• Thank you; I had forgotten about a paper I read years ago about Fresnel coefficients in multilayers expressed in this form. Unfortunately it looks like for the analogy to work one needs to consider non-obvious quantities (not immediately-intuitive). I'll take a look at your references, thanks. Apr 5, 2020 at 20:39

Yes, there is a direct mechanical analogue in what engineers do with their fingers when they strain a cube of material by parallel-pipeding it. This is also the same transformation the "cross polarization" of a gravitational wave (GW) does.

Suppose the edges of the cube are the x,y,z axes. You look down on the xy plane with z axis sticking in your eye. The cube is strained by distorting it into a parallel-piped where the x' axis moves inward to make a small angle $$\epsilon_{12}$$ radians with the old x axis and the y' axis also moves inward to make a small angle $$\epsilon_{12}$$ with the old y axis. The quantity $$x^2-y^2$$ is invariant under the $$\epsilon_{12}$$ strain. The elements of the matrix which does this strain are the hyperbolic $$cosh(\epsilon_{12})$$ and $$sinh(\epsilon_{12})$$. The strain angle $$\epsilon_{12}$$ is given by $$\frac{dx}{dy}=tanh(\epsilon_{12})$$. Successive strains in the xy plane are additive ($$\epsilon_{12\ a}+\epsilon_{12\ b}=\epsilon_{12\ total}$$).

This mechanical strain in the xy plane (space-space strain) is exactly the same as a Lorentz boost in the xt plane (space-time strain). The xt axes are strained by distorting it into a parallel-piped where the x' axis moves inward to make a small angle $$\lambda_{1}$$ radians with the old x axis, and the t' axis also moves inward to make a small angle $$\lambda_{1}$$ with the old t axis. The quantity $$x^2-(ct)^2$$ is invariant under the $$\lambda_{1}$$ strain. The elements of the matrix which does this strain are the hyperbolic $$cosh(\lambda_{1})$$ and $$sinh(\lambda_{1})$$. The boost strain angle $$\lambda_{1}$$ (aka Lorentz Lorentz boost parameter or rapidity) is given by $$\frac{dx}{cdt}=tanh(\lambda_{1})$$. Successive strains in the xt plane are additive ($$\lambda_{1\ a}+\lambda_{1\ b}=\lambda_{1\ total}$$). A c is needed to make x and ct have the same dimensions, where as x and y already have the same dimension in the mechanical case, so I guess the "1" in front of y is the analog of the c in front of t. Both "1" and c are invariant under their respective strains.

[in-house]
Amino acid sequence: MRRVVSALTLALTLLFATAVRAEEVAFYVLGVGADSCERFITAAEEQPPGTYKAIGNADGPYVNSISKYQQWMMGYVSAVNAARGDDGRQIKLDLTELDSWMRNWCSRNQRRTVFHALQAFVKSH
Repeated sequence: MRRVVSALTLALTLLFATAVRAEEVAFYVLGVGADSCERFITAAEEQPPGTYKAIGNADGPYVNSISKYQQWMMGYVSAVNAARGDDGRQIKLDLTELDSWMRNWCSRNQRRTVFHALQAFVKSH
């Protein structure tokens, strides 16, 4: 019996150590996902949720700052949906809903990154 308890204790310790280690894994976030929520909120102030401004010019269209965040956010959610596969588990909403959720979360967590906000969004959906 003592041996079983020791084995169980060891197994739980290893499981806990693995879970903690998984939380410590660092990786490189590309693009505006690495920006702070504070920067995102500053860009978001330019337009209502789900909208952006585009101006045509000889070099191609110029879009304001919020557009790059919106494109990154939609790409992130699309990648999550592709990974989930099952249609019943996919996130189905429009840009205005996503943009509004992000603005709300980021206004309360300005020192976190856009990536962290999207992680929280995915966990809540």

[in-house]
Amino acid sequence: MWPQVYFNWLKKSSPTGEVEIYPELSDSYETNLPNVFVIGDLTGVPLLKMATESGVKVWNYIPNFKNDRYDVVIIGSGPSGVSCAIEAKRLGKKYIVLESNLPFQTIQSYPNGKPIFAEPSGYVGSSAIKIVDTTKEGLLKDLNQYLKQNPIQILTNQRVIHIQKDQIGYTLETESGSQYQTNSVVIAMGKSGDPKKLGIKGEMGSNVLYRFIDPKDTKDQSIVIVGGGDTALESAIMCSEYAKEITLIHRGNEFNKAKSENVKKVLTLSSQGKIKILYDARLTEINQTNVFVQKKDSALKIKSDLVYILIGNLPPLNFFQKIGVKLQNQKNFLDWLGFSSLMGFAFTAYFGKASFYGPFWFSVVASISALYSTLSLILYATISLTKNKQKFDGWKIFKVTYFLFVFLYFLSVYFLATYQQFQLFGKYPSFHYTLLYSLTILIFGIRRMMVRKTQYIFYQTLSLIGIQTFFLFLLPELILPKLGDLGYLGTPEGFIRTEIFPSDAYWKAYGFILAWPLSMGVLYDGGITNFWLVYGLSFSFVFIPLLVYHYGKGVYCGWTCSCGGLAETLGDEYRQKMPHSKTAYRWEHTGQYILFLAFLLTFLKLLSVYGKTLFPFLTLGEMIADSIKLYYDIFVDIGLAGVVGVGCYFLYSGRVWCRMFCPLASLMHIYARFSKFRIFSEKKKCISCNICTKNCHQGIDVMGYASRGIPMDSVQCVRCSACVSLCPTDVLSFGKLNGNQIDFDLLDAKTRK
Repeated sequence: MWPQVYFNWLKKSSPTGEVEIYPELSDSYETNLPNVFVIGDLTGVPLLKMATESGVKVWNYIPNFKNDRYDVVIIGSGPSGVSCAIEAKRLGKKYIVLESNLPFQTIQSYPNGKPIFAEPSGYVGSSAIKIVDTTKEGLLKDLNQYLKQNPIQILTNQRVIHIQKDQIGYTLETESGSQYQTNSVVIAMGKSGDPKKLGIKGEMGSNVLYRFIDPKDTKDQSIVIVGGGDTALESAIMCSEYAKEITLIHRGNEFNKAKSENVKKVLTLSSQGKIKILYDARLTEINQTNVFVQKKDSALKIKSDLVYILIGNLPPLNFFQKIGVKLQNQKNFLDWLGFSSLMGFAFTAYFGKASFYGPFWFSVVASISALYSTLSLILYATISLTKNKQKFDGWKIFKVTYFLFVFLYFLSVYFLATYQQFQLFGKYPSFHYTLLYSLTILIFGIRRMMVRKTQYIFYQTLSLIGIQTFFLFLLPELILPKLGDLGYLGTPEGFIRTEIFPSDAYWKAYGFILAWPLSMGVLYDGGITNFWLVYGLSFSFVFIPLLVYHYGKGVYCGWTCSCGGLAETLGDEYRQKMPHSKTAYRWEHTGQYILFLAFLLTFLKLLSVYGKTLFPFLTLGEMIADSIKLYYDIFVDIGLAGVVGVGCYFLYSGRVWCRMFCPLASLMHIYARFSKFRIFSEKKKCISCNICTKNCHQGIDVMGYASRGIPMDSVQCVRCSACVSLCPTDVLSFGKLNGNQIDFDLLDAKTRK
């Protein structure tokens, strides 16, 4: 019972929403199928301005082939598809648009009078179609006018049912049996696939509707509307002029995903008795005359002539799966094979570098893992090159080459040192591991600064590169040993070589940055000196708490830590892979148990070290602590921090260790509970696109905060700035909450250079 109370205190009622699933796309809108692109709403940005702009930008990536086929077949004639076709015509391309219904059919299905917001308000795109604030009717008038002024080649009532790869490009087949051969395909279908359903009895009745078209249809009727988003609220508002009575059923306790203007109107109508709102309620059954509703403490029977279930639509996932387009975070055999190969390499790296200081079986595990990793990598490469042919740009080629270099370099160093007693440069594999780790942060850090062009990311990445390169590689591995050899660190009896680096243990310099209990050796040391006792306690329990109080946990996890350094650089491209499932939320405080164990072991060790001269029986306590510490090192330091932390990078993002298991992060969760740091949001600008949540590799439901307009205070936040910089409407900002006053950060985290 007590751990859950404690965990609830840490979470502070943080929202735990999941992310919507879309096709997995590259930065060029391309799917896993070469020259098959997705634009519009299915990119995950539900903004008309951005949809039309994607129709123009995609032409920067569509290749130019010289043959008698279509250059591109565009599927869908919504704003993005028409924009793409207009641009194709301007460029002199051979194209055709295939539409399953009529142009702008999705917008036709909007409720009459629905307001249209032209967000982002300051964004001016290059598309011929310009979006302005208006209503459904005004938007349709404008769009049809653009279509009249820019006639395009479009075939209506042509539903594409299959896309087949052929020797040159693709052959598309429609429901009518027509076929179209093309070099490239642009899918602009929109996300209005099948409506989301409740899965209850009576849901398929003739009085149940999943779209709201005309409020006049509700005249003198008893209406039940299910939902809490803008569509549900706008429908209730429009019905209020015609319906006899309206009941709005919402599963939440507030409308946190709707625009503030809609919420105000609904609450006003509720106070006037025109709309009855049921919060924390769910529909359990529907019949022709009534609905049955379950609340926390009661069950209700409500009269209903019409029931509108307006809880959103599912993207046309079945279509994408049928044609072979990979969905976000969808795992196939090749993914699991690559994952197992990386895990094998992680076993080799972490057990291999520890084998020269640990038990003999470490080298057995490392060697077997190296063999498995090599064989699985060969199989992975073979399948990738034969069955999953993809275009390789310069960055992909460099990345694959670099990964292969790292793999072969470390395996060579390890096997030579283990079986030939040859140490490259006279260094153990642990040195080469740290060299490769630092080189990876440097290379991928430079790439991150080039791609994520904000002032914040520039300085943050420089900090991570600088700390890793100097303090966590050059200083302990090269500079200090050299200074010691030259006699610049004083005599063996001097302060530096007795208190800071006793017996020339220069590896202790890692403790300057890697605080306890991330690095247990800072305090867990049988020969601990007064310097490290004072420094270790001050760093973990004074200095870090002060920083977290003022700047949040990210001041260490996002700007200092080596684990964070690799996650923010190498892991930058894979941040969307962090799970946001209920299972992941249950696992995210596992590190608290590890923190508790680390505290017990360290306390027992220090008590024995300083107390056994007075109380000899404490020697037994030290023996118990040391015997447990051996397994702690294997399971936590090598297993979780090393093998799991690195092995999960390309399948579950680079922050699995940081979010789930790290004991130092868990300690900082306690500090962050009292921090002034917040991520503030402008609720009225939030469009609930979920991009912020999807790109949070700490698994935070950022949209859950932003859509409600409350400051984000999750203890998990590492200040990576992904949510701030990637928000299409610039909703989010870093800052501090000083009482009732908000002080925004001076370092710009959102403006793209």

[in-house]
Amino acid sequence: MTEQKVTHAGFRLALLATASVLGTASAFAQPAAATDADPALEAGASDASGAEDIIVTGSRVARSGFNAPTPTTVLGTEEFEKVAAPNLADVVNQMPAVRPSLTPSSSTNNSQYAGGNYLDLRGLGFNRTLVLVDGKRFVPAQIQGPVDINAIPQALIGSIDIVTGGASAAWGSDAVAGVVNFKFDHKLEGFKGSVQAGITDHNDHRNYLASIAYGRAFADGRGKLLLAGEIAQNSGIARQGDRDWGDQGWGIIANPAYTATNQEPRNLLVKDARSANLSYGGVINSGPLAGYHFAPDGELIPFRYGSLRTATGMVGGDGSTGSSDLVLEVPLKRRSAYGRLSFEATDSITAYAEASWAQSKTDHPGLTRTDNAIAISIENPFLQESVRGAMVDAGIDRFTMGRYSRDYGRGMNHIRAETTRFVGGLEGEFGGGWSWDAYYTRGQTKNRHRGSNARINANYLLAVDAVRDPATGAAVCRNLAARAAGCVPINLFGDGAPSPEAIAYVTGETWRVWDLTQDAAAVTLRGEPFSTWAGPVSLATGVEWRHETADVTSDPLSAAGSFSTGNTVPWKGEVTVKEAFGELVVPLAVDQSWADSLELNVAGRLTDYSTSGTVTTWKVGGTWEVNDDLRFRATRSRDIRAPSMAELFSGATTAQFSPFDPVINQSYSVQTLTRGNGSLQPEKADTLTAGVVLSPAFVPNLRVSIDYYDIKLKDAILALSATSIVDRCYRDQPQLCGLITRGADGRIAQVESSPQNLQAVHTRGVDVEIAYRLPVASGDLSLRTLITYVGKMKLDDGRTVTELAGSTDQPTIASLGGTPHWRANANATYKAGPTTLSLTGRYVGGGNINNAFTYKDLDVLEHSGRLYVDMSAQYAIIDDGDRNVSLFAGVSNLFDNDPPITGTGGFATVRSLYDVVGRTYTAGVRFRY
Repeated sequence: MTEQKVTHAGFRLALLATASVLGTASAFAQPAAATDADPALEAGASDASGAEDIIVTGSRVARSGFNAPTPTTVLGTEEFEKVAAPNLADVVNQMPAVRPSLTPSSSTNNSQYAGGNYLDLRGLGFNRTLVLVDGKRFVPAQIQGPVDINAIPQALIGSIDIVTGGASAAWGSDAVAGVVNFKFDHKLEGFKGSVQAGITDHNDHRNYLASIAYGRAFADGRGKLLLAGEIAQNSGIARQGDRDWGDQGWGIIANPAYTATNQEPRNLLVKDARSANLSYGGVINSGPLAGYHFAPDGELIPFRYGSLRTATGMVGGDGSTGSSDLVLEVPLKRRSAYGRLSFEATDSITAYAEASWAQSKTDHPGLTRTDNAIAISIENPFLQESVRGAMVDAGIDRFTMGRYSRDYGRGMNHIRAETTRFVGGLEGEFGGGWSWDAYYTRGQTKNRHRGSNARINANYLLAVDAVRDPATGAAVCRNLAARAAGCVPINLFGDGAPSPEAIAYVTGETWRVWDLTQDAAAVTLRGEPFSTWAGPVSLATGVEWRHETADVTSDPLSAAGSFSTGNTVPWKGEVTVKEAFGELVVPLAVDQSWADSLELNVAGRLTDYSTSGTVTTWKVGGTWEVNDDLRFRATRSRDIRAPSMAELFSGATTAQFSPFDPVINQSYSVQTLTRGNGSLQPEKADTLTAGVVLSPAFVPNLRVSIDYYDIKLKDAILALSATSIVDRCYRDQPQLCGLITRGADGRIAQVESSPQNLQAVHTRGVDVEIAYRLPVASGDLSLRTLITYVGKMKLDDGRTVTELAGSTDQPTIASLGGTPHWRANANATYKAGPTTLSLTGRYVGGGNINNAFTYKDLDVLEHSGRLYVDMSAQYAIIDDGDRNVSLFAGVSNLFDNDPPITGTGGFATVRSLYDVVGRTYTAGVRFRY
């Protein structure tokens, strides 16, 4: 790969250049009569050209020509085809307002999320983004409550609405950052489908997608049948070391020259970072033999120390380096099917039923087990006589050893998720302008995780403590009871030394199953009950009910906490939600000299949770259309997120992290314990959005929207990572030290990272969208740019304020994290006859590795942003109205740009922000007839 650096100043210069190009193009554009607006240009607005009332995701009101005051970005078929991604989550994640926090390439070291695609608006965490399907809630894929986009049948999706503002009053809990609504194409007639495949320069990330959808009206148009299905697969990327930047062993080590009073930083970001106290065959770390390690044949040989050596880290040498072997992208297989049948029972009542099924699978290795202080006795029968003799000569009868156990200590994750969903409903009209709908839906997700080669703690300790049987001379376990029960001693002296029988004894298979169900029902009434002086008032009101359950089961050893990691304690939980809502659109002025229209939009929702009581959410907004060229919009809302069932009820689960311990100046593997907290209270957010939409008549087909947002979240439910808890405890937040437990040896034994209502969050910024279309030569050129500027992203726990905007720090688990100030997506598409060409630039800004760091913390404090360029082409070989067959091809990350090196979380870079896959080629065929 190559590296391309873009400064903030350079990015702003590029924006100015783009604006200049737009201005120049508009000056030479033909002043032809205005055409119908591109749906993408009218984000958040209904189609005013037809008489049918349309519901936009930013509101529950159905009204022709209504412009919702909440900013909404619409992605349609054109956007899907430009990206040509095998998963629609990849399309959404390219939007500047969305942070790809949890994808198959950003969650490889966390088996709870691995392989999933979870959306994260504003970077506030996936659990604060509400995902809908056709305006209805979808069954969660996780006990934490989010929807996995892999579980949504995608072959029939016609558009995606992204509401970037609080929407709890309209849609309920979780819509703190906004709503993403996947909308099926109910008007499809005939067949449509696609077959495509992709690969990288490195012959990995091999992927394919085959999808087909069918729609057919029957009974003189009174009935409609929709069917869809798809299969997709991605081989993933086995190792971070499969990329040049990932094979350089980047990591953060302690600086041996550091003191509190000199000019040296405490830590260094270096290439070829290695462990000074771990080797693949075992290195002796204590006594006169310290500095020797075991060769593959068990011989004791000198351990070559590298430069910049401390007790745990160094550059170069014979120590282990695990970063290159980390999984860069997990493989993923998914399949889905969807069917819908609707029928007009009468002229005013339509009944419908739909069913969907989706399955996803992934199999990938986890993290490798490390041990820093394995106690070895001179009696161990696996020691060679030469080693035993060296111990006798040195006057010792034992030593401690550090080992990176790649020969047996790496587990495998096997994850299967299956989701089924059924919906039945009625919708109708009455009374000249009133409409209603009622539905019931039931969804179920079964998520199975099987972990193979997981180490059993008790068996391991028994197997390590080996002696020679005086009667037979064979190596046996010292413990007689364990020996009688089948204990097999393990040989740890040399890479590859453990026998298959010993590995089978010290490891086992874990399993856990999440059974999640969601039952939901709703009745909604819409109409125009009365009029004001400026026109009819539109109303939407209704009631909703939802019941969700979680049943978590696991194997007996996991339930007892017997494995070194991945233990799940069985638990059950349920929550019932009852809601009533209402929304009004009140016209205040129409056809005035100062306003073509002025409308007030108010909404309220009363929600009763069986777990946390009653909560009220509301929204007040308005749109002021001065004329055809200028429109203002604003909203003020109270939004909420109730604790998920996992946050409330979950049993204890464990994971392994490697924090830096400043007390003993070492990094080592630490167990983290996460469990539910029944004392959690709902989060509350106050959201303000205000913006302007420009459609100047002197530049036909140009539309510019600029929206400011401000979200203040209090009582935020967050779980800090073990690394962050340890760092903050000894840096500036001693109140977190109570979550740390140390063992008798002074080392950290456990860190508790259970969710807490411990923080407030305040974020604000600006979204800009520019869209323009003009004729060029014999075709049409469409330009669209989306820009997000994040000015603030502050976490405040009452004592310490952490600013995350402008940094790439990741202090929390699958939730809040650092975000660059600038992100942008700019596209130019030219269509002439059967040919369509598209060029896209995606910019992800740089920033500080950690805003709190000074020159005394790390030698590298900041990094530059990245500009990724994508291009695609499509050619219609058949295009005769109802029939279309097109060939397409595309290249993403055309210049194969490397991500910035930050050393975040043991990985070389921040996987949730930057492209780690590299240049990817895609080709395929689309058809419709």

If you would like a more complete story (ie: more analogues!) of how rotations and strains make up all the 4x4 matrices (=group GL(4,R)) please see pieces of my old physics stack answers, GL(4,R) and GL(3,R). Also, this answer GW strains where GWs do the strains rather than the engineer (ie: the $$\epsilon$$ are just renamed to be the h of GWs).

• This sounds great, thanks! I'll need to remind myself of long-forgotten mechanics but this seems to have a definite "visual" appeal. Apr 5, 2020 at 20:41